Dentressangle experiences a solid 2013

Norbert Dentressangle may not be growing at the dramatic rate seen in 2012 but in 2013 it still saw some growth in both sales and profits despite tough market conditions.

Revenue increased by 3.9% year-on-year to €4,032m whilst Earnings Before Interest, Tax and Amortisation (EBITDA) was up 2.7% at €251.5m. This represented a small fall in profit margins from 3.7% in 2012 to 3.5% in 2013. The final result was complicated by depreciation of goodwill, leading to a net income of €70m up 1% year-on-year (after a restatement of earnings).

Looking at the constituent parts of the business; the core road transport operation saw a fall of 0.6% in like-for-like terms, with growth coming from dedicated fleet management services and pallet networks. Profits however, fell by more than 10% to €53m with the full-load business suffering worst, with France “suffering worst.”

The contract logistics segment grew more rapidly, with revenues up by 7% on a like-for-like basis compared to 2012. Operating profit increased from €77.9m in 2012 to €87.4m in 2013, a rise of 12.20%. Accordingly Margin edged up to 4.5%. The drivers of increased sales and profits were areas such as e-commerce, where Norbert Dentressangle provides logistics for retailers such as ASOS.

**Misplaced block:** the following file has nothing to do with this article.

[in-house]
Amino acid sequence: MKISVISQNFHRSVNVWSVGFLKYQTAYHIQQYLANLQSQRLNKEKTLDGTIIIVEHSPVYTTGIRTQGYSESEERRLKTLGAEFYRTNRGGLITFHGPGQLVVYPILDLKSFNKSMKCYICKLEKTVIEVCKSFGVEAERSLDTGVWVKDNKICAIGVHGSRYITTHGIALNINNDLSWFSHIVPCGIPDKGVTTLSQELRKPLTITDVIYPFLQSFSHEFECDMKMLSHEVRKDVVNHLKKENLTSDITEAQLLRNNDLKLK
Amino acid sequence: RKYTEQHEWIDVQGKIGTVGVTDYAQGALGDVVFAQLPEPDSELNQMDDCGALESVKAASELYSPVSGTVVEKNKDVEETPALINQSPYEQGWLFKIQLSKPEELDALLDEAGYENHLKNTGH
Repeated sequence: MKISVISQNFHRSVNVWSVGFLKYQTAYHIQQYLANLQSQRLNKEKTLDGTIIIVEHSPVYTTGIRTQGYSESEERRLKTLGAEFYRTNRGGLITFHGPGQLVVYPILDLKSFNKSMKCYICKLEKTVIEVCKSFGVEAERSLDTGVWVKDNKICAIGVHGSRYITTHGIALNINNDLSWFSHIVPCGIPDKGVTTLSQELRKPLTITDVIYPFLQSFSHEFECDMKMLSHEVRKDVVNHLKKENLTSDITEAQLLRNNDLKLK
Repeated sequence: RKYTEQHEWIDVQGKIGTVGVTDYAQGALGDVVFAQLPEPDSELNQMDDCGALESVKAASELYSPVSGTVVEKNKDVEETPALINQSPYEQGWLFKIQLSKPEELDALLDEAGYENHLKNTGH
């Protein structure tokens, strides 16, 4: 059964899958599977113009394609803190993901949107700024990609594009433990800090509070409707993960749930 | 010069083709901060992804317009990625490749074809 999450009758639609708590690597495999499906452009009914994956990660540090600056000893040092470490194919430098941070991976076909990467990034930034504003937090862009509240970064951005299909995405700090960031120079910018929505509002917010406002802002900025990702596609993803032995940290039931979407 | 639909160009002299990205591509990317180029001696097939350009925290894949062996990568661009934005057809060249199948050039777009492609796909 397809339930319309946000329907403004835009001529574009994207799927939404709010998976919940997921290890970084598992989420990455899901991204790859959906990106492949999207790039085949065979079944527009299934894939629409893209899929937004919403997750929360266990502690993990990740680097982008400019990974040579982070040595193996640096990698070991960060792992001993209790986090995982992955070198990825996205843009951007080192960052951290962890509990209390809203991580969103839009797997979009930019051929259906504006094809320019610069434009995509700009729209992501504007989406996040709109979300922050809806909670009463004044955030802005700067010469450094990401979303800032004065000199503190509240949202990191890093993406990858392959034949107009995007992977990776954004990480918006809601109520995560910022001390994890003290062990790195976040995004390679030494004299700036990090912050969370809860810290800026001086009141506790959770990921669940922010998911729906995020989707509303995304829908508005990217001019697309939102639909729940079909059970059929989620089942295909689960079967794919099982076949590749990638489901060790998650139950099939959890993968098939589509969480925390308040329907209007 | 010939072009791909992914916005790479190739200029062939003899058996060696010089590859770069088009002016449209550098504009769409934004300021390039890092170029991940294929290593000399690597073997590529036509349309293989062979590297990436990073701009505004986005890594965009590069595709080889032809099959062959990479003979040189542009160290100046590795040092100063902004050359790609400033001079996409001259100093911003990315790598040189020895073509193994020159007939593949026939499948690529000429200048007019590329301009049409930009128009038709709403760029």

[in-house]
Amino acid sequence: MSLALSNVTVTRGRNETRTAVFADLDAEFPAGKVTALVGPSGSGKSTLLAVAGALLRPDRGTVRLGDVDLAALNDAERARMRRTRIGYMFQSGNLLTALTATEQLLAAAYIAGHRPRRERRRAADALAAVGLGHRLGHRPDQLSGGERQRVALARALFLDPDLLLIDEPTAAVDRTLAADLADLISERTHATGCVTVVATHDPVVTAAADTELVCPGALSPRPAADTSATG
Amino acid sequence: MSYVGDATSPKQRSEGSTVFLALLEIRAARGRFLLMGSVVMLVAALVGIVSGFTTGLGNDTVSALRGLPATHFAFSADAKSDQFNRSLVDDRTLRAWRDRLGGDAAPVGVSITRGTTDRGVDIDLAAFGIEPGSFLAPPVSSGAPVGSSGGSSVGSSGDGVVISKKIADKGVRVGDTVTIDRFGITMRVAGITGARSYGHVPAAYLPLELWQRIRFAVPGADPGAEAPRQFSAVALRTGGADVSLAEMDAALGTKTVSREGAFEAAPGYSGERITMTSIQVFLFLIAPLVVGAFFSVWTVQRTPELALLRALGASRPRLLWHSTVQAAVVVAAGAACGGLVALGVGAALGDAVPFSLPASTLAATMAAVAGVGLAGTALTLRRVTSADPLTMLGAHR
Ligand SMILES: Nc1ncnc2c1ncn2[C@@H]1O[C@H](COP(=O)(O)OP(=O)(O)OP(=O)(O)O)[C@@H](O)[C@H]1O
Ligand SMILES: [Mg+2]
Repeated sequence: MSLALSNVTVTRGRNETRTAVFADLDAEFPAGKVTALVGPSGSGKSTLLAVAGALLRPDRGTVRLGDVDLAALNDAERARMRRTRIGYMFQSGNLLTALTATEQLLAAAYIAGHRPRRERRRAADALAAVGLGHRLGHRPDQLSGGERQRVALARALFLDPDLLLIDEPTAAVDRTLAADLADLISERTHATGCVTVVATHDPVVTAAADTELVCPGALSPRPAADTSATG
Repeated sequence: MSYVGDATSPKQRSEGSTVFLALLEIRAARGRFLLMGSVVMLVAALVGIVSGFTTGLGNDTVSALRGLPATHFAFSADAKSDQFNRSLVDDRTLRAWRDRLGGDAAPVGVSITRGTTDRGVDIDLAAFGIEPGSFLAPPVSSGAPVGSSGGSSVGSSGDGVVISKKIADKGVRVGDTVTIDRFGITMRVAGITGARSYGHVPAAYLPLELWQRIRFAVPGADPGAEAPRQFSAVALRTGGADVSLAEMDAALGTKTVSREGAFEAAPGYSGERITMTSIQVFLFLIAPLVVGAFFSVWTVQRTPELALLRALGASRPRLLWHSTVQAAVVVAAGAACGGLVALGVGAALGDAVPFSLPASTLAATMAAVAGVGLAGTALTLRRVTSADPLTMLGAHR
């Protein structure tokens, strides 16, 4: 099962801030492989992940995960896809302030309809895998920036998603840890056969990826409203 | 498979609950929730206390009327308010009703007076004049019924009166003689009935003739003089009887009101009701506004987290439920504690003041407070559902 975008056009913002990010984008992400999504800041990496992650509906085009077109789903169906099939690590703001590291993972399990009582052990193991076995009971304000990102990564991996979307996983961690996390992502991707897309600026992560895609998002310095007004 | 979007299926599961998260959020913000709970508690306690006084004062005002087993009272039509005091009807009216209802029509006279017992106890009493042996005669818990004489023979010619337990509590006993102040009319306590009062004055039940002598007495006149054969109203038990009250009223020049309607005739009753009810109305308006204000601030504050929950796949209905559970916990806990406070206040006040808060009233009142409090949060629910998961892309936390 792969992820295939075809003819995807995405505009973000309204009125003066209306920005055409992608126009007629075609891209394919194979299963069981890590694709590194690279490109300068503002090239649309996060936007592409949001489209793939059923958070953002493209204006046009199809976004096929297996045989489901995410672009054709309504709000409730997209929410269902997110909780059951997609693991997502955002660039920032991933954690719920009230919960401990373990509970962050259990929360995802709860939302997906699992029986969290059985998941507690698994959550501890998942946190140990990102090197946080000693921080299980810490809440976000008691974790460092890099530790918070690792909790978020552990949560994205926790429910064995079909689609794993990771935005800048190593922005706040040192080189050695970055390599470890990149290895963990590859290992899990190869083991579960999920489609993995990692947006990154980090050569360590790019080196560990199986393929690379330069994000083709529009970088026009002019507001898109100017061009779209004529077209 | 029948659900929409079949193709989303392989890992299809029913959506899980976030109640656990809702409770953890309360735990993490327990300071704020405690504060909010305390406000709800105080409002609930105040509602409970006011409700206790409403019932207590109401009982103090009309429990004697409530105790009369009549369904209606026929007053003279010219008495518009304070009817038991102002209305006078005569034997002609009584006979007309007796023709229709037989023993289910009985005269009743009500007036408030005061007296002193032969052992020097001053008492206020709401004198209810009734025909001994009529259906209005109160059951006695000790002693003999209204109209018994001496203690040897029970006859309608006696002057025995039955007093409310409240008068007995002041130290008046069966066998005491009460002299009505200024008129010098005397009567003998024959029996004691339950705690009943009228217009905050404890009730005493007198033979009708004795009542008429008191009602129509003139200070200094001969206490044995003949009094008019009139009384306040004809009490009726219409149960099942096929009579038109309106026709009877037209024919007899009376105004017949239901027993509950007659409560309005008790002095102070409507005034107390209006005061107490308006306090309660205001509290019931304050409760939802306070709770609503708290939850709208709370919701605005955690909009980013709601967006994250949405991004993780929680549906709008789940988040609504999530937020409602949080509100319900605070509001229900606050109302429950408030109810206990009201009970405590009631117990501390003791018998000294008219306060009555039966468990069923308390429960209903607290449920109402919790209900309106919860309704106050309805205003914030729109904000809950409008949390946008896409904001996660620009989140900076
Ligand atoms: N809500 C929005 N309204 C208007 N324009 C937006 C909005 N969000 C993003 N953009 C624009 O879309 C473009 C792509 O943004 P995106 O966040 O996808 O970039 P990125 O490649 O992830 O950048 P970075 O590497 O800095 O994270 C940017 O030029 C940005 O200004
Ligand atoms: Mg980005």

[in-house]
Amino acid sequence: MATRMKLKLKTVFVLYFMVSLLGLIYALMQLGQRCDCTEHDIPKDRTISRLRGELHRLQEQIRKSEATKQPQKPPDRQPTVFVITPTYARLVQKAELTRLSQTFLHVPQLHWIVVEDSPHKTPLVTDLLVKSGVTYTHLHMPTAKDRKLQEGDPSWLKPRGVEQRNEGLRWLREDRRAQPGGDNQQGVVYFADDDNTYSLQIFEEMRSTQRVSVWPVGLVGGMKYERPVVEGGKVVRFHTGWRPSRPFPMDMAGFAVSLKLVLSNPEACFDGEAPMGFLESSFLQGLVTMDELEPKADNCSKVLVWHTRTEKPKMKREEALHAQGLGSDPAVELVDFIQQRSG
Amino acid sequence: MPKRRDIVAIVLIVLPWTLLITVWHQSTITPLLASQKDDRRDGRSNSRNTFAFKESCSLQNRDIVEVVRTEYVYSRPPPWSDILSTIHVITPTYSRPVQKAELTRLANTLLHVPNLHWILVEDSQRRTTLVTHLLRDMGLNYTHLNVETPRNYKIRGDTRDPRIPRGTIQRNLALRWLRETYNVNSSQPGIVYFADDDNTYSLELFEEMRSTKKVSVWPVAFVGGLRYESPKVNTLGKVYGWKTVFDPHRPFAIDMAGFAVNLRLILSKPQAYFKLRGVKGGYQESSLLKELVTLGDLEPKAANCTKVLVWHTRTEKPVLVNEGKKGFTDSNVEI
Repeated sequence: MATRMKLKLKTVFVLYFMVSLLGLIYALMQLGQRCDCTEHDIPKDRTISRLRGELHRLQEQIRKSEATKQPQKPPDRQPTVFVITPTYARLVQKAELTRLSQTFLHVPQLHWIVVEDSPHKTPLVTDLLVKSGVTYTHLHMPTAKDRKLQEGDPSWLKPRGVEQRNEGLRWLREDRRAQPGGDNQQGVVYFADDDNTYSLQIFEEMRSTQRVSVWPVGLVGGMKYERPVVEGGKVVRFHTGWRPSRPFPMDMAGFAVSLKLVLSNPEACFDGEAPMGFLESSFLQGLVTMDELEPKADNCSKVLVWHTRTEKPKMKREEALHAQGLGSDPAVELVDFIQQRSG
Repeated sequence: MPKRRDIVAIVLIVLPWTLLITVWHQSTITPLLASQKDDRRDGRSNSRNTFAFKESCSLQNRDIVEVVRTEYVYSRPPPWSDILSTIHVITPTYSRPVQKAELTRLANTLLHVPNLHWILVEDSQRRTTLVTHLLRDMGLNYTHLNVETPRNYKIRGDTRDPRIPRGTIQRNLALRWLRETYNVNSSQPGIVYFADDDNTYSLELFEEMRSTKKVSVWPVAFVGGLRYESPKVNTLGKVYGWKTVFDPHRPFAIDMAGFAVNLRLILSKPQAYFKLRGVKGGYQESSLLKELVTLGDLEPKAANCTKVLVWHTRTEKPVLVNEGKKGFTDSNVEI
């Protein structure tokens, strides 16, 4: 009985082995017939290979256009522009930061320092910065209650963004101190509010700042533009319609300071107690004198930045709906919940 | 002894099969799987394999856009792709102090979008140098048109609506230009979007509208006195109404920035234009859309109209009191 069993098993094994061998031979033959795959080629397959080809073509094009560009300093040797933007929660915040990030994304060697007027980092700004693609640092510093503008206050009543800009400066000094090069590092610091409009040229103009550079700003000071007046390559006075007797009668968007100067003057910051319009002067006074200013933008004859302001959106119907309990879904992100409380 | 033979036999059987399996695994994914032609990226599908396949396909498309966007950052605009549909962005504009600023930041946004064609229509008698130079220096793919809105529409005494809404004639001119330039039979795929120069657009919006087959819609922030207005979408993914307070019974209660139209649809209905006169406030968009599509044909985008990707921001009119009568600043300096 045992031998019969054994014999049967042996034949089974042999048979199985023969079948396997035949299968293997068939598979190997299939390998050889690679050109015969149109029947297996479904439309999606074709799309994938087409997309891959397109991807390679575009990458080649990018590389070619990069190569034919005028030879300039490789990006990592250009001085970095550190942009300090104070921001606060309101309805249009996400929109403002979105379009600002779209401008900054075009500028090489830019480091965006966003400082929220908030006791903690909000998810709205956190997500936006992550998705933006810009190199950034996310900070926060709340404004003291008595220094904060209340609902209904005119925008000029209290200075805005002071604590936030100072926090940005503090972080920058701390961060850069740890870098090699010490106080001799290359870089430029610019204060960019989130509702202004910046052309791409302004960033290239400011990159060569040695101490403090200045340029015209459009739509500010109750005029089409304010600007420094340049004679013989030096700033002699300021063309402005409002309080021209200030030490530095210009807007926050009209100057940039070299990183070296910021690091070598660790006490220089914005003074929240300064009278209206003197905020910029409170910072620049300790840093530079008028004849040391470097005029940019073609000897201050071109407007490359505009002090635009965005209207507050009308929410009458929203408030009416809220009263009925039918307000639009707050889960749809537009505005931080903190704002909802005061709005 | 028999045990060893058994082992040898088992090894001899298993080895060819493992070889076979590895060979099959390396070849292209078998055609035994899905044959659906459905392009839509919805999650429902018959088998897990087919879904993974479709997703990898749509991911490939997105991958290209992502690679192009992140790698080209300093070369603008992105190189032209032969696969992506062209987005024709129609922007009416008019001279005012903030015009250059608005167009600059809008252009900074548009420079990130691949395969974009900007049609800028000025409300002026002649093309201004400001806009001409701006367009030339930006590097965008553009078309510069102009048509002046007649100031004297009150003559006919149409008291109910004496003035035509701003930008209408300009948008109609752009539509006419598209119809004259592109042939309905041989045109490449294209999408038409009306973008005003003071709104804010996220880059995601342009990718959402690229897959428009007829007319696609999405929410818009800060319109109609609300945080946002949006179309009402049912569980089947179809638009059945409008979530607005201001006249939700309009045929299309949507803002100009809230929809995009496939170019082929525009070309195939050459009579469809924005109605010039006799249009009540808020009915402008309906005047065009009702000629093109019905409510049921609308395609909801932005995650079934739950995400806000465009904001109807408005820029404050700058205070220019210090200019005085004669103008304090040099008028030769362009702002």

In both the transport and contract logistics businesses the fourth quarter saw an increase in the rate of growth with contract logistics seeing like-for-like business grow by 11%.

The small freight forwarding business continues to grow, driven by acquisitions such as the Daher Group. Revenue here increased by 1.3% to €145m and EBITDA was up by a third to €1.3m.

Clearly Norbert Dentressangle is consolidating its position as a leading European logistics service provider, expanding both by acquisition in markets such as Italy and Russia as well as through its organic strength in areas such as retailing. The implication of the company’s strategy is that further growth by acquisition will be in the area of freight forwarding and possibly outside Europe, simply because its road freight and contract logistics business segments are large enough to deliver the economies of scale required. The only constraint on such purchases may be the company’s net debt which is still substantial at €456m.